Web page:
Scientists are constantly seeking new and innovative ways to increase energy efficiency for buildings. Researchers at the University of Toronto announced they’ve found a way to do this by fitting window panes with tiny channels of water. Inspired by vascular systems in nature including the network of blood vessels in the human body, they say these channels will help cool a building 7º to 9º C in the summer and reduce heat loss during winter.
The thin cooling layer is composed of optically clear silicone rubber with microchannels. Room temperature water was circulated through these channels to and from an external source at a rate of 2 ml per minute. Researchers said the channels weren’t clearly visible in the model they used. They suggest that by utilizing different liquids different aesthetic effects such as altering color and transparency could be produced.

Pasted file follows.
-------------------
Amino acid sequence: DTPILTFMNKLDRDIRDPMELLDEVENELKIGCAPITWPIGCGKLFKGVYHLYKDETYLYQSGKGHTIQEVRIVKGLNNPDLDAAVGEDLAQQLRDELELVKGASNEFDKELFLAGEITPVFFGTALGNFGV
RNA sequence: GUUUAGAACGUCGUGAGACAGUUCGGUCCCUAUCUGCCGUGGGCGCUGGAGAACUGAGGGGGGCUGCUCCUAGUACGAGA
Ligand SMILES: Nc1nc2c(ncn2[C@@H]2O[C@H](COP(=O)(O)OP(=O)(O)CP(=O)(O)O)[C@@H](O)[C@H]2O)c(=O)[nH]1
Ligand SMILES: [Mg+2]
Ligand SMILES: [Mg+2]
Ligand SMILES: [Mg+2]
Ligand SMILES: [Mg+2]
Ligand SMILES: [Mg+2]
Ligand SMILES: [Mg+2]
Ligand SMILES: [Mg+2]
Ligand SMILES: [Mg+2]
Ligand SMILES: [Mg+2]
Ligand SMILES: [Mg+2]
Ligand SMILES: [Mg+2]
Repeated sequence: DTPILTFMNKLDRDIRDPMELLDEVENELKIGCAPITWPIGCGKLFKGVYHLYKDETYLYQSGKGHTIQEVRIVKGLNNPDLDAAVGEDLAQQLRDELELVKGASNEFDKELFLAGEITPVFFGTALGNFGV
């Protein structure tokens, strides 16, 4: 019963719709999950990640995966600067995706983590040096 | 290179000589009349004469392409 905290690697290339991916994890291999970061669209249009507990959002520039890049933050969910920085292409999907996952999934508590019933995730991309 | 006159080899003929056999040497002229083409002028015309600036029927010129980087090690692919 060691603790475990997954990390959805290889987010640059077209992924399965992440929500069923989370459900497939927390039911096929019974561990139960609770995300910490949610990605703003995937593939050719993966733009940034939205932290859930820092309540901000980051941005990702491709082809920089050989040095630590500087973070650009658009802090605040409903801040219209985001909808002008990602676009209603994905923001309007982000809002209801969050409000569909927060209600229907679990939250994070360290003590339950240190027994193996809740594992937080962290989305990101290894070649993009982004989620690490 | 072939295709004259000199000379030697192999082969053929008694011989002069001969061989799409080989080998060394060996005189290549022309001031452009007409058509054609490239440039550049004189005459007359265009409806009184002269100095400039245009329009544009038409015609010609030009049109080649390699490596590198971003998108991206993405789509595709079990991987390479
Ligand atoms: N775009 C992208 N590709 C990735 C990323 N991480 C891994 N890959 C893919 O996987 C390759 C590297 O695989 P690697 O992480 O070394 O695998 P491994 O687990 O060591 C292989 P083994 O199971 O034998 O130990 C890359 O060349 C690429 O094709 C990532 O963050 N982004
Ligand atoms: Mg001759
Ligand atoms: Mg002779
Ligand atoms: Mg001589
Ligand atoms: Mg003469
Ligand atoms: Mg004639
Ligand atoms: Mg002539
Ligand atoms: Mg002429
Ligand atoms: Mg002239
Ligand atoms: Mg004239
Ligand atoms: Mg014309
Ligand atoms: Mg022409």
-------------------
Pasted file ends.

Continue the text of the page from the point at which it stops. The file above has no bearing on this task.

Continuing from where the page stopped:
Windows account for a large portion of a building’s energy costs – around 40 percent. This new system could help reduce energy costs year round. But as an environmental journalist who’s aware of the falling water tables around the world and the growing shortage of clean water, I have to wonder if perhaps the scientists are barking up the wrong tree. The technology is appealing. But you can’t exponentially expand our use of water when the supply is shrinking. Researchers and scientists should look for new energy saving ideas in a different direction.